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  • Susie Csorsz Brown

Double, double

I try not to dwell on regret. It takes a lot of energy to dwell ‘coulda’ and ‘shoulda’; and really, it’s not going to help or make the least bit of difference in what really IS, right? Because you didn’t, and that is passed. So get over it. This isn’t about regret, though. Let’s talk about the gift of happiness.

Most of you who didn’t know me in high school probably don’t know that I had a second sister, a twin. Very few know that my sister died in a vehicle accident with a BAC of .0459. So literally, almost half of her blood was alcohol. Is that not amazing? Staggering. Not in a good wow-isn’t-that-wonderful sort of a way. No. But nonetheless amazing. You know what I believe? I think it’s my duty to employ double gratitude and double joie de vivre. You know, to make up for what she is missing out on.

I also lost my dad two years ago. It was a bit of out the blue, his passing, and turned our world upside down for a few months, as we dealt with his death and his belongings. His passing made me very sad because I had not had sufficient time with him in the last few years. Living in the places we do, it can be hard to get to others in off-the-beaten-path locations, too, if they don’t travel, too. As much as we would love to see every one of our friends and family every year, we have not yet had the good fortune to win a lottery, and work duties call. My dad did not always have the ability to see the glass half full; often times, he saw the glass not just empty but also why would anyone give him that sort of glass in the first place. He was one of the kindest people I know, but he had a gruffest exterior and didn’t always relate to others well. For him, too, I try to embrace the idea of living with Life is good, friends. Best part: once you reframe your thinking, you will set an excellent example for your kids to follow. Go out and find your ‘joie’ and embrace it with both arms and hands.extra gratitude and ‘Joie’.

Am I living up to that? Am I living and loving? Ah, that’s such a good question. Some days, I can’t see past what needs to be washed, and put away, and arranged, and organized. Some days I can’t see past getting the boys organized and doing something constructive. Some days, it’s all I can do just drop everyone off, get to work, do my thing, and then get home and sit and be for a few minutes. Thankfully, that is a rare, off day. Most days, I love what and what are around me. Most days I can go go go and do what needs to be done because I know I can do more. Most days I see the smile on my kids’ faces and just revel. Most days, I love what I am, where I am, and what is around me so much, that I don’t need more than that. I am ever so grateful for all that and more. Others? I need a reminder.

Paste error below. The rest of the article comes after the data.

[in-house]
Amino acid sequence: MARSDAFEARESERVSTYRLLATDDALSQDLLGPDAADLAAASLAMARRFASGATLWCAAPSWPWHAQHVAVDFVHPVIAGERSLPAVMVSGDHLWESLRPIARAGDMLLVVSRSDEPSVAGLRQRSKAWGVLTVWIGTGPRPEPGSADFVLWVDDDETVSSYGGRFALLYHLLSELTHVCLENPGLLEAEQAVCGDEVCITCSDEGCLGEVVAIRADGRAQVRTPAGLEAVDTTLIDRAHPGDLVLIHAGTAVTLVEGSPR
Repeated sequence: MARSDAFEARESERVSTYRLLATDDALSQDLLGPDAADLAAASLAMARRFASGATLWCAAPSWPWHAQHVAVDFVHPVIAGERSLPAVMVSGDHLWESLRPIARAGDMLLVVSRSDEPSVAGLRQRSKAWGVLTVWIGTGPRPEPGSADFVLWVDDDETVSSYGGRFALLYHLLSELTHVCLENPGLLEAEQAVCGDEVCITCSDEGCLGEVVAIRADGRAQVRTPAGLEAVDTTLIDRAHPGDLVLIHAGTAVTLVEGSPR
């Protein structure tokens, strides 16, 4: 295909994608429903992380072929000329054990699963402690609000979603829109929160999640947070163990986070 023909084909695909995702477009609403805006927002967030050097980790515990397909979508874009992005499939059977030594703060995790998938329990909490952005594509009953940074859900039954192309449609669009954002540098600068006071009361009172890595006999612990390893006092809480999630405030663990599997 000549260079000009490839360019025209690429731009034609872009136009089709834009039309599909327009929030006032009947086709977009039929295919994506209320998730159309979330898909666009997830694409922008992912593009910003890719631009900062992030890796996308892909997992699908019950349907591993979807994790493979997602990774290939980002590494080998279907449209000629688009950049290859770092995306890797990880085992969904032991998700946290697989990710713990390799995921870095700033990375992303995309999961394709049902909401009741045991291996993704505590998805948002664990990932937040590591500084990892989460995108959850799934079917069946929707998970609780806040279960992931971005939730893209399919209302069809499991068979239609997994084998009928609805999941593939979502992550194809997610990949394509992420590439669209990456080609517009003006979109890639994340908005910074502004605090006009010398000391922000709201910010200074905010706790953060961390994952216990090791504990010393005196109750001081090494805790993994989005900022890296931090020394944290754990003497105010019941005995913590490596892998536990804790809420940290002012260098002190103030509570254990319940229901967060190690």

What is ‘joie de vivre’ anyway? What is a love of life, and how do we go about achieving it?

A couple of thoughts:

1. Embrace your reality. Accept what is. Know who you are, where you are and what you want. Recognize that the only one who can make you happy is you. The only one who can change your life is you. By taking responsibility for your own happiness, you gain control over what does and does not affect you and your frame of mind. It’s easy to blame the world and adversity if we are feeling miserable, but – news flash – you can’t control the world. You can, however, control your reactions to events. Focus on this: control what you can and abandon trying to control what you can’t is a key secret to happiness

2. Be serious about happiness. Aristotle makes the point that happiness has to be the ultimate purpose of life – how he defines happiness, however, is something beyond an unnatural high – it is not just enjoying life, but living well and taking your well-being seriously. Happy people are nicer to be with and ultimately achieve more in their lives. So be happy, and be more.

3. There is more than one kind of happiness – the right balance of the different types is essential. There is the kind of pleasure you get from a nice glass of wine and good company, and there is the kind of contentment you get from overcoming difficulty and achievements and satisfaction from the general direction your life is taking – beware the pursuit of just one kind of happiness. Both are equally important; a mix of the different types is what really results in profound happiness.

4. Happy people are grateful people. Focusing on what is missing in your life and what you don’t have is going to make you miserable. The grass is definitely not greener, trust me. Be grateful for all that you have – you are alive and you are blessed with many opportunities and advantages that many do not have. For most of us in the expat world, all we have to do is look around us, and we have visible reminders of what ‘more’ we have right outside our front gate. If it helps, writing in a gratitude journal can help you focus on what you do have. Take a few moments every day, and write 3 – 5 things that you appreciate about you, your life, your situation. Seeing in writing how great you are, how amazing your life is, how fantastic your kids are ... this is a good place to start.

5. Know this: Happier parents = happier kids. Don’t believe me? Kids are monkeys and sponges. They respond with like, and soak up the example(s) you are setting. Plus, if you have a better frame of mind, their negative know-it-all attitude can roll of your back a bit easier until they, too, see and follow your example. Give them more of a positive attitude and a happy frame of mind, and they will start to give back the same.

Life is good, friends. Best part: once you reframe your thinking, you will set an excellent example for your kids to follow. Go out and find your ‘joie’ and embrace it with both arms and hands.

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